Manige Merab was once called over ambitious. To contextualise this description, an over ambitious person is one who wants things that are seemingly hard to achieve-the kind that build castles in the air. Her dreams were to see through a mentorship program to empower young Ugandans to take on entrepreneurial ventures.
Today, she is the founder of Youth Empowerment in Enterprise Development (YEED), a forum that has trained over 10,000 women and youth in mushroom growing and conservation farming, and according to Ugandans At Heart, is Uganda’s biggest exporter of mushrooms.
“I had so many dreams and I knew that the only way I would realize them was by working and studying hard” she mentioned in an interview with Development Connection
Her story goes way back to when she finished high school back home in Kabale. Like most entrepreneurs, the kick start came from a challenge; her father telling her he couldn’t afford her tuition fees. However, he was the man that would inspire her and believe in her dreams most, and his first piece of advice came at the same moment.
“He explained to me that our district had so much gold which I had to make use of” she said.
The gold he meant was Irish potatoes, which flourished on the hilly Kabale terrain. On top of the advice, her father gave her one million shillings, with which she enrolled into Makerere Universityto pursue a degree in Horticulture.
She started her journey up the stairs while at the university. She grew from selling one sack of Irish, as the potatoes are more amicably known in Uganda, to transporting a truck full of sacks from Kabale to Kampala. She then got a job at an organization called Agricultural Innovations for Agricultural Development, where she learnt mushroom growing among other things.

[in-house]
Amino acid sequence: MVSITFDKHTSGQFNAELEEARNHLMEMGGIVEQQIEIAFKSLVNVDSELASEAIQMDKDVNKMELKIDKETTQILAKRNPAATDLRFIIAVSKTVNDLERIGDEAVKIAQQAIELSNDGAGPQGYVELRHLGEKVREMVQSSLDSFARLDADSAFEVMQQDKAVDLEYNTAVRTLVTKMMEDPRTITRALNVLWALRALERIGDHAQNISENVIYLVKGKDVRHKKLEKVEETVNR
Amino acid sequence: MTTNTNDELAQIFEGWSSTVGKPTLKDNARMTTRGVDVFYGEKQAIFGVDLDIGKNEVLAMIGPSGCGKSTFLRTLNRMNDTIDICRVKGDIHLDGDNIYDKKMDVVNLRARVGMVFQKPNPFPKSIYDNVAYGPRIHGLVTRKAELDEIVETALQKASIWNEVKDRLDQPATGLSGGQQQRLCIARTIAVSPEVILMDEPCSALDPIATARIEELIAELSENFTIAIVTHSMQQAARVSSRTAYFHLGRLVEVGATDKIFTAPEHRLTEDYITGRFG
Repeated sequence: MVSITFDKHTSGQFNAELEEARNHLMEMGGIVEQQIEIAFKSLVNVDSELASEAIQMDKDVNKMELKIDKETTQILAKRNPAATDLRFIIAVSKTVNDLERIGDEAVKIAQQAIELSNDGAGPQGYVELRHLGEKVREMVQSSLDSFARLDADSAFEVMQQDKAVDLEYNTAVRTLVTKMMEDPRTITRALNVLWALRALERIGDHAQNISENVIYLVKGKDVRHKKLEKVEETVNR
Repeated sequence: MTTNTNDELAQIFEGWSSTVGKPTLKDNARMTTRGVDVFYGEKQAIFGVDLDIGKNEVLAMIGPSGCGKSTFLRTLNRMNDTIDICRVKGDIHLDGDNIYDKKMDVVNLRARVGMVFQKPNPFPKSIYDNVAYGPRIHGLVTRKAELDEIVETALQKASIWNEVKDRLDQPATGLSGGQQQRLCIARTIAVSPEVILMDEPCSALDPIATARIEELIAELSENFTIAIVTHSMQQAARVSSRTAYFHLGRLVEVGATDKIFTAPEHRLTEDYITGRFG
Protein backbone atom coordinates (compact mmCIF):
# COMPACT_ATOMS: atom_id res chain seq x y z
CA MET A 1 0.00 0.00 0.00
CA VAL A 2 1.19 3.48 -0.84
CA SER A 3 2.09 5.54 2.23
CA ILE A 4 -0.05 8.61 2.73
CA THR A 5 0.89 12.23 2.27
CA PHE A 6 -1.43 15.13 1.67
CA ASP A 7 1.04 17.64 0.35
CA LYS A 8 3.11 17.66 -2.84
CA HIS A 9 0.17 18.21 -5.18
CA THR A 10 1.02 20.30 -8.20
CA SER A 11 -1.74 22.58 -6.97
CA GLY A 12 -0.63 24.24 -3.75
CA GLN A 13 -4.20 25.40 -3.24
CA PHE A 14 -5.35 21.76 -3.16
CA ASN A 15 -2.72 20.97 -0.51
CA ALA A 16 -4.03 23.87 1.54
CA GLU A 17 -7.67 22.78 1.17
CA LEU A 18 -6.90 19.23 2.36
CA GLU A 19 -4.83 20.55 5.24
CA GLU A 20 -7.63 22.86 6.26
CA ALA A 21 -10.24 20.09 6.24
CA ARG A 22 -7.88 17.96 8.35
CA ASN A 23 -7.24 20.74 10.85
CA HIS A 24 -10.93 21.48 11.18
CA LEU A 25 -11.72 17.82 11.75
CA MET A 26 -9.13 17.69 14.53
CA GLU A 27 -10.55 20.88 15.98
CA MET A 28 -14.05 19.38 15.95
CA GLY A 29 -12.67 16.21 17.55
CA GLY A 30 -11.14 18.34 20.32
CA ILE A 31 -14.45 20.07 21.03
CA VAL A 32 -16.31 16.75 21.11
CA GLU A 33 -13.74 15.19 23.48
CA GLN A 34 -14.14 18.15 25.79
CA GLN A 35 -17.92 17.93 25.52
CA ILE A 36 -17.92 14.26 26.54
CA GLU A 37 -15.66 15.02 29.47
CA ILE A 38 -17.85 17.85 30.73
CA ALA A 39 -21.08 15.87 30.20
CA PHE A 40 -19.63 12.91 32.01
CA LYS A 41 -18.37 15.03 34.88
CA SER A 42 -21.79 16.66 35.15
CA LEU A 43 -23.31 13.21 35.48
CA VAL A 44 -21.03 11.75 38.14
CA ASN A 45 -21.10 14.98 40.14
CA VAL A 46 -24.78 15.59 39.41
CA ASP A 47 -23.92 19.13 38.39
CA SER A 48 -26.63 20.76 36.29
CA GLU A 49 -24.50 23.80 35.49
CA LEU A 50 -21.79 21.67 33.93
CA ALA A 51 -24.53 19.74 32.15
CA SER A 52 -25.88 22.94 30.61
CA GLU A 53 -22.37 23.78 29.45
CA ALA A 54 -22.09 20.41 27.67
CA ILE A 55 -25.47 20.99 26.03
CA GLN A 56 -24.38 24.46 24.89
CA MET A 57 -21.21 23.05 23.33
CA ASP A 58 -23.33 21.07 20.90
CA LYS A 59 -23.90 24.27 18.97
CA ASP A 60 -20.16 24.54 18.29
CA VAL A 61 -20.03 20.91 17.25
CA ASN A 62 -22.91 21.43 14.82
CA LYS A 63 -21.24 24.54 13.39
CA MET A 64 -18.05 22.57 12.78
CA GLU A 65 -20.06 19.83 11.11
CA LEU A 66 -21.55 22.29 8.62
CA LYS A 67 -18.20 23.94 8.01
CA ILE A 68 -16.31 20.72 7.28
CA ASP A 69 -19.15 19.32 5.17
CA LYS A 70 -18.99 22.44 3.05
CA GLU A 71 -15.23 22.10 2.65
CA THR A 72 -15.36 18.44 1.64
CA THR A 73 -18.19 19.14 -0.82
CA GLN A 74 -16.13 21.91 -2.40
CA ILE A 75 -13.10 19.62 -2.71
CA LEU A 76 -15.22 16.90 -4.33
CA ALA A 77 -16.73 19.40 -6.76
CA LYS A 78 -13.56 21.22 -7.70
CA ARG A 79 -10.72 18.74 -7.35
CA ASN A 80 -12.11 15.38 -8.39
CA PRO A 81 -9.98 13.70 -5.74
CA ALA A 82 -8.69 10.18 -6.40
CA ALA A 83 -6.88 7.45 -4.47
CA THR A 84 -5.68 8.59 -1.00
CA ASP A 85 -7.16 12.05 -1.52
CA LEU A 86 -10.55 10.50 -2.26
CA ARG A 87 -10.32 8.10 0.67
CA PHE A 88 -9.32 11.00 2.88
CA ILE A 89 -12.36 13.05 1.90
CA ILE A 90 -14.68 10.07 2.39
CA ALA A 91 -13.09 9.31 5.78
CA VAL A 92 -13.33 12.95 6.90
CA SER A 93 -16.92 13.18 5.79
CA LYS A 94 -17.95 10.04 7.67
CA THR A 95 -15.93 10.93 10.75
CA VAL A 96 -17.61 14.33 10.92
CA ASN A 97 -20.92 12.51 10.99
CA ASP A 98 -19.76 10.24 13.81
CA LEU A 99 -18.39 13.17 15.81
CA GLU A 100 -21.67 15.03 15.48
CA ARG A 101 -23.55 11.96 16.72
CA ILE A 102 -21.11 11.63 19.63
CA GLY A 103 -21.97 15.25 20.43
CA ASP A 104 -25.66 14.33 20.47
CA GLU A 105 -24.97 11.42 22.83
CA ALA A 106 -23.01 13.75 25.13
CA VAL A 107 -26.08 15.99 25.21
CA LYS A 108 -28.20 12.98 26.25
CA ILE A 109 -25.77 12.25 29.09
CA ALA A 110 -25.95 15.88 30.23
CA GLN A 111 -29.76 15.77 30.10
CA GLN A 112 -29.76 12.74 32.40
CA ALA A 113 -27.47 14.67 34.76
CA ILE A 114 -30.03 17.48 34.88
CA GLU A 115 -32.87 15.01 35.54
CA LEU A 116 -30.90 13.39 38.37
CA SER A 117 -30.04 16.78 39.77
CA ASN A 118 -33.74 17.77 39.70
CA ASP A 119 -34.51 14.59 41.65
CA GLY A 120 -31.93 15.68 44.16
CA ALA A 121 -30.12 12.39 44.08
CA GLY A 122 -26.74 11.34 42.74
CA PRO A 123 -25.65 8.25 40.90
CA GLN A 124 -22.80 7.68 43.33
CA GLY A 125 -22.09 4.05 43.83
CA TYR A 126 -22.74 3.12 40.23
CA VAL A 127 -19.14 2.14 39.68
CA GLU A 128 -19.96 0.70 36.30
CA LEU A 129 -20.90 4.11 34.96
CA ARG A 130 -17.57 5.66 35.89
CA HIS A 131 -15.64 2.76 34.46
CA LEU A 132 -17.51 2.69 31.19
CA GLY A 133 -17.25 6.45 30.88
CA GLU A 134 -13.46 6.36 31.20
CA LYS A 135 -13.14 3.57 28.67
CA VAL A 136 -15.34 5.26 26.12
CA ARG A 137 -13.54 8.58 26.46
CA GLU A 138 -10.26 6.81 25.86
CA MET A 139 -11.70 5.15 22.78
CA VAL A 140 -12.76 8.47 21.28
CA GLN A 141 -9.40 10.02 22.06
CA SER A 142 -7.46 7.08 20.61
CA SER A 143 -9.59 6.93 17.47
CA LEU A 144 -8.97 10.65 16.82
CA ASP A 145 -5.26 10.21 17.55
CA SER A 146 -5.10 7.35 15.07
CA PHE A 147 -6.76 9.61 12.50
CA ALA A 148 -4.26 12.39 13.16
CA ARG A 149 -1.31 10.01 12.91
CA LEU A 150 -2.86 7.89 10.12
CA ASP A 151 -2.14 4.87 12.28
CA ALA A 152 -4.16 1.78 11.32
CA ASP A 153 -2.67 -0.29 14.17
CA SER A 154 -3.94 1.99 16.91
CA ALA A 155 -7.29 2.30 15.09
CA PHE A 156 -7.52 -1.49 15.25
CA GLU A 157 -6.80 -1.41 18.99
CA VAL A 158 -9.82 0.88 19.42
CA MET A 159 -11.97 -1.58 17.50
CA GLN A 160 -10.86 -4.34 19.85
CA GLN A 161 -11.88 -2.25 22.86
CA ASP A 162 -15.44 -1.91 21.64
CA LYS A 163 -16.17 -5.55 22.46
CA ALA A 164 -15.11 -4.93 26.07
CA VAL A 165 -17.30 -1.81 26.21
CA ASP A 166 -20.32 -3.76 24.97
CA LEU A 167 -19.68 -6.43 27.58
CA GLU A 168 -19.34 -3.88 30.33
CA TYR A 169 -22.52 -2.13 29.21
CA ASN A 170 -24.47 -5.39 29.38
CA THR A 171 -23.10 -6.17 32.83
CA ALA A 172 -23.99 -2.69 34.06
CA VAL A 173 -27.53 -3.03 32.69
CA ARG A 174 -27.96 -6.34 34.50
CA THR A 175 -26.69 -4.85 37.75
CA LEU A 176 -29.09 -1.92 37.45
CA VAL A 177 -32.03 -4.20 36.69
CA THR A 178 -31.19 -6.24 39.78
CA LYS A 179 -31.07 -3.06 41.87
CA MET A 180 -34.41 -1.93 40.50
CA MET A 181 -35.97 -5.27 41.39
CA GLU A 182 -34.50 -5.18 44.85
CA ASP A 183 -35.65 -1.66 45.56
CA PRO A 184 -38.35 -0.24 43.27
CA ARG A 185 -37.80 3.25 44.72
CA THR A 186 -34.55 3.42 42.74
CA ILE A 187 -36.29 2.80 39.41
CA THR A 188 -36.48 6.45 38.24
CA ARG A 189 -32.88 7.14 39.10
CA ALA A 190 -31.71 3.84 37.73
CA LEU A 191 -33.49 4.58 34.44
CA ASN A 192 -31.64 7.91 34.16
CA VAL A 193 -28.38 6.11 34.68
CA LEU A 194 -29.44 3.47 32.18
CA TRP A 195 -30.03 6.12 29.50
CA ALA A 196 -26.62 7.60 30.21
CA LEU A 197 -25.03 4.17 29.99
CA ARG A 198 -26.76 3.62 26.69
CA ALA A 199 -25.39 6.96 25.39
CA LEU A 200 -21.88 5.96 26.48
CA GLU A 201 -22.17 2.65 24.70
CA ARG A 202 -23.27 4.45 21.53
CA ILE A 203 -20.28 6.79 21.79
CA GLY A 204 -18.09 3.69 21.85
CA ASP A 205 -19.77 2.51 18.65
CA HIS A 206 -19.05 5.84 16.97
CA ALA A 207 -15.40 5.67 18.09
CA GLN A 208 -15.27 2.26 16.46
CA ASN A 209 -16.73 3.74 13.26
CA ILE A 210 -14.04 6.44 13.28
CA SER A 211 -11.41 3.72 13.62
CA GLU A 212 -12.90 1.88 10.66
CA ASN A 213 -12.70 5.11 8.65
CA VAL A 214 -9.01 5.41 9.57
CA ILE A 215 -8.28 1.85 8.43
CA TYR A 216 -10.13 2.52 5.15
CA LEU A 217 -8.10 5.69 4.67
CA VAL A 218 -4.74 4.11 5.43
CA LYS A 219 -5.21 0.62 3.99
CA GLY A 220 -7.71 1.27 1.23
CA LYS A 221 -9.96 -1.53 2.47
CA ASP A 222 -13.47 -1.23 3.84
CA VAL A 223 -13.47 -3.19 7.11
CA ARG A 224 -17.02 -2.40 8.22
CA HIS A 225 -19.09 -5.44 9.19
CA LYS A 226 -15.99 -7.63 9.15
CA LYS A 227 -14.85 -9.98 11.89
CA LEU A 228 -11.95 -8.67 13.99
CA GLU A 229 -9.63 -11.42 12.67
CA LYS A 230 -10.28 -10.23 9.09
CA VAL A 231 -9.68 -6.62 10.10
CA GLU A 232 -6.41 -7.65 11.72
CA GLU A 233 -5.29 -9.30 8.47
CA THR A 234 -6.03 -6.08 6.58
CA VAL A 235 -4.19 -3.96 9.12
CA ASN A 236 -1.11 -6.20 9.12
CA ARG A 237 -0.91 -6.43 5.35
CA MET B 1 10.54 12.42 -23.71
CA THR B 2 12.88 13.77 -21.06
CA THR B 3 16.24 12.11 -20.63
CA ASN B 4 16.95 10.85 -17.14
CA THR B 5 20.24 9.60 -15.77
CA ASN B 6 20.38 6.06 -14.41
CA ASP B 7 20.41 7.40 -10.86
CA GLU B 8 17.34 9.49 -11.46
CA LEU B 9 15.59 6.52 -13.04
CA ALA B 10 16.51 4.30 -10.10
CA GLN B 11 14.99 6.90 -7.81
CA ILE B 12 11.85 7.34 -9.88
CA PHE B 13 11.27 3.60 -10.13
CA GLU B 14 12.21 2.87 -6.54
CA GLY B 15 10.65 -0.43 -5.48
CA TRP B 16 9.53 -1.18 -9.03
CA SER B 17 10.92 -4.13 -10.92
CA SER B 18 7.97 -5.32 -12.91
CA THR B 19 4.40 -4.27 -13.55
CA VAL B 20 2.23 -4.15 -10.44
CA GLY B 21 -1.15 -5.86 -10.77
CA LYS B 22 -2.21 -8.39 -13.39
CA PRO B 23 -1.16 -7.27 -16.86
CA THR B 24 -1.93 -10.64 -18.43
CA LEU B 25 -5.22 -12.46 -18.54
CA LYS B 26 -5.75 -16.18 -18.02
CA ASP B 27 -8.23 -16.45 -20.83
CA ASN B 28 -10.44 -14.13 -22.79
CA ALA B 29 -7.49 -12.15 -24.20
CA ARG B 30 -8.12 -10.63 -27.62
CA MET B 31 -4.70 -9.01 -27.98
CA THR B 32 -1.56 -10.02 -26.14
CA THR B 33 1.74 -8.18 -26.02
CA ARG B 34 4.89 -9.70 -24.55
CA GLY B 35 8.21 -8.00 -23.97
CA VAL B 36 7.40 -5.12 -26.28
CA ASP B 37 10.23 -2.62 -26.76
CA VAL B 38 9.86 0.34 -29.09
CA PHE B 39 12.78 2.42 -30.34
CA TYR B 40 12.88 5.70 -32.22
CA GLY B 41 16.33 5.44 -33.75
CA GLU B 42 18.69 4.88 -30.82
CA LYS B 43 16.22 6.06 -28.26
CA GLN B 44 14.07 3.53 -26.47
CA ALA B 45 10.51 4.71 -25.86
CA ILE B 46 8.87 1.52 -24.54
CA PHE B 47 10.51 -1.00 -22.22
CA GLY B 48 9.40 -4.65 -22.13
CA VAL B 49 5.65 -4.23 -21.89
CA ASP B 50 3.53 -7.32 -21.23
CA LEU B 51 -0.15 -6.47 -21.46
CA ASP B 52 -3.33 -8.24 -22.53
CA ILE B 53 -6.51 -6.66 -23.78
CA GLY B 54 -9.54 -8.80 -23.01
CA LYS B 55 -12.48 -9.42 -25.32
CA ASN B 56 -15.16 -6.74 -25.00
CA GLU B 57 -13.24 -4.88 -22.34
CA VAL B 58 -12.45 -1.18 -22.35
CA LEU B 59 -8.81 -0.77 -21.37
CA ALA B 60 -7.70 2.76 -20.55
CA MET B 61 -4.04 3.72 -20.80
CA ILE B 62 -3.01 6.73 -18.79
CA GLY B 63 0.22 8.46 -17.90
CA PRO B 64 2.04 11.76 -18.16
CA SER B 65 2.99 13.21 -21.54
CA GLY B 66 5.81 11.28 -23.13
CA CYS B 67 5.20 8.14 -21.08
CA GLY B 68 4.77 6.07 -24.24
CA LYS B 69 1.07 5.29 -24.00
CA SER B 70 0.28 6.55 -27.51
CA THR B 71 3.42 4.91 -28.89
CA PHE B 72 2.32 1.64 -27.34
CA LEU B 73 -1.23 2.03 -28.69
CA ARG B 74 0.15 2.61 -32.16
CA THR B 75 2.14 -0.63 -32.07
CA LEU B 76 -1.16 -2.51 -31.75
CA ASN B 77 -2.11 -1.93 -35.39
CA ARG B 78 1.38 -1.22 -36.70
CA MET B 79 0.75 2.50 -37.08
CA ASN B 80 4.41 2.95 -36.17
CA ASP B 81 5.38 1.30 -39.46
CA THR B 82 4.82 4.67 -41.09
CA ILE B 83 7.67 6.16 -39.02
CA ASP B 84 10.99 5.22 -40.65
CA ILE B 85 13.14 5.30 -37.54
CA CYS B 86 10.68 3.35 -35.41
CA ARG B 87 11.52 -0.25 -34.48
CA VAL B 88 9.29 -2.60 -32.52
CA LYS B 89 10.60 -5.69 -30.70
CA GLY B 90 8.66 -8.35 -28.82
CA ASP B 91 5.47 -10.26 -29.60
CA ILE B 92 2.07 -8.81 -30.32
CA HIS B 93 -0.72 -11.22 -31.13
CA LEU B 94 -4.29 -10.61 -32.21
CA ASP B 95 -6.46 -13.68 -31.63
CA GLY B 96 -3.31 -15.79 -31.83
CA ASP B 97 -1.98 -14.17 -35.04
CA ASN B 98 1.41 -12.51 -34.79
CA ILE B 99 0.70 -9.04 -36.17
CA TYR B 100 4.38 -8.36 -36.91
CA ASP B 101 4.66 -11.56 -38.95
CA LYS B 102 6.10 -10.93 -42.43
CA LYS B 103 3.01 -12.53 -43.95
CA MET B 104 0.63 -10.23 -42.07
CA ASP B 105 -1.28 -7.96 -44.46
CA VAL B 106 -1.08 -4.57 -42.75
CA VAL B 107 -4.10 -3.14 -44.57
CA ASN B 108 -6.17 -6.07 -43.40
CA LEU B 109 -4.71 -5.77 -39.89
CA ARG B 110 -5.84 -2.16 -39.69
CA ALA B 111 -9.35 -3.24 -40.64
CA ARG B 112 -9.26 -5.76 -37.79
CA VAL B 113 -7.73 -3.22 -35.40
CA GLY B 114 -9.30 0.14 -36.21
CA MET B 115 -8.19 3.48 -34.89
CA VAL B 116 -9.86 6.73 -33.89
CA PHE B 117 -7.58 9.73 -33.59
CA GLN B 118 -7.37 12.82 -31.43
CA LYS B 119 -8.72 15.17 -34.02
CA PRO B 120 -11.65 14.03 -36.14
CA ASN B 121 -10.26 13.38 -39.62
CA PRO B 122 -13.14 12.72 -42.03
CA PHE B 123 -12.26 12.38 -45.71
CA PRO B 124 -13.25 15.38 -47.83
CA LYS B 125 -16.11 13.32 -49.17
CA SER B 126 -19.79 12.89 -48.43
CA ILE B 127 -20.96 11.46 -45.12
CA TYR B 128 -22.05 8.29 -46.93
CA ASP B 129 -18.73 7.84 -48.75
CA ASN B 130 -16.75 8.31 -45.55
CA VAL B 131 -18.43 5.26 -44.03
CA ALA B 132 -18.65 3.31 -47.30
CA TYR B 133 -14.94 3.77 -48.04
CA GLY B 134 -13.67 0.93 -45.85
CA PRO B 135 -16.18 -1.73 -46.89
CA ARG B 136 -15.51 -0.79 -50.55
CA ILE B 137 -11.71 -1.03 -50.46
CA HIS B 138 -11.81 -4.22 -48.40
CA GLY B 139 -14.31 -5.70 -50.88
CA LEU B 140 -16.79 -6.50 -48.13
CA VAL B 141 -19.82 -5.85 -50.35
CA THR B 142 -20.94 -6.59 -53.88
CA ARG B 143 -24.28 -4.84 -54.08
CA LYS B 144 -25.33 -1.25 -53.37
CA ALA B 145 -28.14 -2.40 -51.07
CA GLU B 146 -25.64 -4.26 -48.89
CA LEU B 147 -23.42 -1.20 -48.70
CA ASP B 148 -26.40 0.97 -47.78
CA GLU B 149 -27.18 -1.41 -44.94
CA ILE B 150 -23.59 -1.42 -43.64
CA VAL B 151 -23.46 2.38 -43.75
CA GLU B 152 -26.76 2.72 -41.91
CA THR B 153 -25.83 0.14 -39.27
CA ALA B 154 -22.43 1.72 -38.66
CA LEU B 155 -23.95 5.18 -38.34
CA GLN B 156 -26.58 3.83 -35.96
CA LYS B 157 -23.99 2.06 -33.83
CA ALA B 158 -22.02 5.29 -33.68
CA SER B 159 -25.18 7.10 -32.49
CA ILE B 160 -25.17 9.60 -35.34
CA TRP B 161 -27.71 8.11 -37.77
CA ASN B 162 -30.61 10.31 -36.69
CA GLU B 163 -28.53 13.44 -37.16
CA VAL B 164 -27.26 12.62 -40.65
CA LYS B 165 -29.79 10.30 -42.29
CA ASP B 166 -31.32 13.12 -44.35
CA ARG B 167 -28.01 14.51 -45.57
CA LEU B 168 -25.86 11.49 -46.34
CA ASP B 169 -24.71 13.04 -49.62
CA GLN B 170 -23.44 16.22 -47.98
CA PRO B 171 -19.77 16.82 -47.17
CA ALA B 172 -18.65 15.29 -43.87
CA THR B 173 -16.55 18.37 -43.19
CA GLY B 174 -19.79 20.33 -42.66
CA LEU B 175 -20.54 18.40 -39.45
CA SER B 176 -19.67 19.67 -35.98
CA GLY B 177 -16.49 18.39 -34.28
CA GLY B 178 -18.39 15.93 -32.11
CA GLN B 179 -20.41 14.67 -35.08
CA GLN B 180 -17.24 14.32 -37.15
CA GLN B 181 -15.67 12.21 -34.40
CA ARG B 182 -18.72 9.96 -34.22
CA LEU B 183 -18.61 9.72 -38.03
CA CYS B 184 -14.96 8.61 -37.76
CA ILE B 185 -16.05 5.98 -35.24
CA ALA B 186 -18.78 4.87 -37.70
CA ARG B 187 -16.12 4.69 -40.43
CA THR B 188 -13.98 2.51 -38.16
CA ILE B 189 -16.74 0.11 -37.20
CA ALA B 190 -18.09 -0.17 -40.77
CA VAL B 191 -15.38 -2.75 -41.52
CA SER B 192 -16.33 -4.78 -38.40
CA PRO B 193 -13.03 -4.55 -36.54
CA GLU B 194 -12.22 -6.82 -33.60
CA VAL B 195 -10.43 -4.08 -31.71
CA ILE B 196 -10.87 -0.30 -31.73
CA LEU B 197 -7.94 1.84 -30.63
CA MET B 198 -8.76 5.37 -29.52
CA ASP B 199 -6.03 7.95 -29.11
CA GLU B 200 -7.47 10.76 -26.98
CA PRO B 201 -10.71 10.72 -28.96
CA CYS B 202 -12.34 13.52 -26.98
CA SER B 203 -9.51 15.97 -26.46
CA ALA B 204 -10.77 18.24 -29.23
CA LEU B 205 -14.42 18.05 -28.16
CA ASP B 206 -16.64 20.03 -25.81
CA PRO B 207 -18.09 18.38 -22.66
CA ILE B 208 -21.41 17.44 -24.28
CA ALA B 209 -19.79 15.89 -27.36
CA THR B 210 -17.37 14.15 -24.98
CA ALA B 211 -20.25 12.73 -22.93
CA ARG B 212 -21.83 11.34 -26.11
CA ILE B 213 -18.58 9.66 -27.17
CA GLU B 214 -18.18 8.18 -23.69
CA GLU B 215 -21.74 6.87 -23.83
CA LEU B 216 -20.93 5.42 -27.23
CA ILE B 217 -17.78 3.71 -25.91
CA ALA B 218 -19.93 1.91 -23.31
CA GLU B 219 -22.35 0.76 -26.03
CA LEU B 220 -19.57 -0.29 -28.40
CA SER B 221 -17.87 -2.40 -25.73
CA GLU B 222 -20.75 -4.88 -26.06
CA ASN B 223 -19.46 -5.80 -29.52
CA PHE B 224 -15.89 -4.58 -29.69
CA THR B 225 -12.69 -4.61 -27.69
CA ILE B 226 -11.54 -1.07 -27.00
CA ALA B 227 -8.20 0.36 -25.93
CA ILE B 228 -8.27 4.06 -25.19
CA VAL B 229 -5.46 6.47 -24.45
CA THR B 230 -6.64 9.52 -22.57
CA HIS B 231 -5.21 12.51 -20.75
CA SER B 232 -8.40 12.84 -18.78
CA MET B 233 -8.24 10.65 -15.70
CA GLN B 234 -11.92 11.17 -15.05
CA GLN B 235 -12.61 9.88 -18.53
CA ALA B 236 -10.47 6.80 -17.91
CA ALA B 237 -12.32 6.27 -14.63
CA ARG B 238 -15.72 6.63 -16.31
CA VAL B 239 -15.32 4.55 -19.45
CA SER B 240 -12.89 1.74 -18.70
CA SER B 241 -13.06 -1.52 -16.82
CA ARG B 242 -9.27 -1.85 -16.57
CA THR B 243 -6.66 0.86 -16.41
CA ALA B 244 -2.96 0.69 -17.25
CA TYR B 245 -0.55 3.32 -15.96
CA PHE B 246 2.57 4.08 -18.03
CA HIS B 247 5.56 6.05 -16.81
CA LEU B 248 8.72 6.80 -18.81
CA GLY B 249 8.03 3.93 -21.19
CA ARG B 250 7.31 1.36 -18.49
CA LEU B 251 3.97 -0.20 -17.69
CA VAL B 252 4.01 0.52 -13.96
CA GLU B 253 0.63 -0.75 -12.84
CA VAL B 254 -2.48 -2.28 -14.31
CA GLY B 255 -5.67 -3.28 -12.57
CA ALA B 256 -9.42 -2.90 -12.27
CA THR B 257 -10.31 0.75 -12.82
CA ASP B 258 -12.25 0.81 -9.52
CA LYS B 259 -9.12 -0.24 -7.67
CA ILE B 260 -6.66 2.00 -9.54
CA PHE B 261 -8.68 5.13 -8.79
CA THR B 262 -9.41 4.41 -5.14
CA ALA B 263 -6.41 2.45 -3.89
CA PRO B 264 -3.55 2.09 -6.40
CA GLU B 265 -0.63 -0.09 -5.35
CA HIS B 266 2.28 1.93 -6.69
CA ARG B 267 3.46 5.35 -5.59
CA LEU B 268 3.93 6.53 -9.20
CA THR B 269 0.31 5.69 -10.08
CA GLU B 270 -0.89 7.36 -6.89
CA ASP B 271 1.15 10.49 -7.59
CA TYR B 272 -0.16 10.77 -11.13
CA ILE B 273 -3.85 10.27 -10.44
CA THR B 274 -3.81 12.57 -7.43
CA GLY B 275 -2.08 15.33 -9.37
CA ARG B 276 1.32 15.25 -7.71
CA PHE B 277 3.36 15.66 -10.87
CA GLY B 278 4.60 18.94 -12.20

With the knowledge she acquired, she started YEED and set about empowering others to pursue mushroom growing.
“When I realized the business potential of mushrooms, I developed two guides on mushroom production and other small scale enterprises. I also started mobilizing friends of mine to start a company” she recalls.
YEED grew at a very fast and impressive rate, with her putting in a good shift and her father backing her with motivation. She earned two memorable contracts that gave her footing an extra stability, and soon the recognition came in. In 2010, she won The Young Achievers Award for Agriculture and Agro-business, and a year later she was back to the awards, to claim an accolade in the Leadership and business category.
She has been widely acclaimed for her value addition to mushrooms. With her model, women and youth are trained to grow the mushrooms, given land where to grow them, then they are bought back and turned into soup, or more uniquely-porridge. The very nutritious products satisfy market demands here in Uganda, while sparing her some for export to Japan and Zambia.
Amidst all this, she remains calm and humble and continues to work and dream. She envisions a vocational institute and a factory for her products, and with the persistence she had for achieving YEED, it is hard to think these won’t come along soon.